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October 6, 2016 CT Green Guide

Report: Eversource faster for solar interconnections

Contributed photo An installer from Bloomfield's C-Tec Solar works on a roof. Installers' experiences can vary from utility to utility, as shown in a new report, and from town to town.

United Illuminating took more than twice as long as Eversource last year to approve pre-and post-construction applications for developers to interconnect solar arrays to the grid, according to a new survey conducted by EQ Research.

UI took an average of 71 days 一 24 for the pre-construction application and 47 days for the post-construction approval, which is also referred to as “permission to operate,” according to the report, released Tuesday.

Meanwhile, EQ said Eversource’s Connecticut operation averaged 30 days for those application processes 一 18 for pre-construction and 12 for permission to operate.

EQ said it collected data from 38 solar installers covering 62 utilities in 20 states. That was nearly double the number of utilities covered in its inaugural report in July 2015, which did not include data from UI.

It also emailed surveys to utilities, which revealed that the number of solar interconnection applications are growing in Connecticut. Eversource reported 2,305 applications for 2015, up from 1,022 the year before. UI reported 424 applications for 2015, while no data was reported for 2014.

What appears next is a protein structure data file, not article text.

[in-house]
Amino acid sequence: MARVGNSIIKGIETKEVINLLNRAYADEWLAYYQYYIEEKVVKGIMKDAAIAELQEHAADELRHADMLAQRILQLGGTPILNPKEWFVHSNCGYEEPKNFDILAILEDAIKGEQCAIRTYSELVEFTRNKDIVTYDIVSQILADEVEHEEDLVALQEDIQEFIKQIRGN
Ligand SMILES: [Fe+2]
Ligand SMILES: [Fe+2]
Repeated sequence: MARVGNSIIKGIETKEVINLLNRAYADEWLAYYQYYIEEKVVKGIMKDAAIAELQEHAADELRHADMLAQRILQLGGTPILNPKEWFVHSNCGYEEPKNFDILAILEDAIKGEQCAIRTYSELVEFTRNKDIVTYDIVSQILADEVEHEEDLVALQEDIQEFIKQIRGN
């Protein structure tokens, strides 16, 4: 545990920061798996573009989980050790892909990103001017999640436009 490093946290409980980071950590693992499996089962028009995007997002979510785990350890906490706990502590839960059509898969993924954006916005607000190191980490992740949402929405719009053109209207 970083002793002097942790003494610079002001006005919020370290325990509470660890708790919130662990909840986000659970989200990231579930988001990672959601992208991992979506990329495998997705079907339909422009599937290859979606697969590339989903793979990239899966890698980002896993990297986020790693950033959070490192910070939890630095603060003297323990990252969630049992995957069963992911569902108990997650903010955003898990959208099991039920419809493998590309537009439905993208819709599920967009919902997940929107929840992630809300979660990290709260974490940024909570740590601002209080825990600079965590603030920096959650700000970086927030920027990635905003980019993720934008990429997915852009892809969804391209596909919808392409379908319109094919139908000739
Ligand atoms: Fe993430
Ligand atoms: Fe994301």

Long interconnection times frustrate customers, make them miss out on savings they would have realized, and add soft costs for installers, EQ said.

Eversource’s average interconnection time ranked 28th for pre-construction and sixth for permission to operate, compared to the other utilities in the survey. Meanwhile, UI ranked 44th and 32nd, respectively.

EQ reported several differences between the two Connecticut utility companies that may explain the difference.

Installers reported to EQ that UI requires more reviews during the process and always requires a witness test, something Eversource waives after a contractor demonstrates proficiency. Eversource also allows electronic signatures from installers, while UI doesn’t, the report said.

UI spokesman Michael West disputed the report's finding that UI doesn't allow electronic signatures. West said safety is a priority in the interconnection process.

"..speed is important but safety is even more important and we never compromise safety for speed," West said.

While utilities are a major factor in how quickly a solar array gets built and connected to the grid, another factor is local zoning and permitting rules.

A town-by-town ranking released this summer by a group at Yale University found that some Connecticut communities take more than 30 days to issue a permit for a solar project, and fees vary widely.

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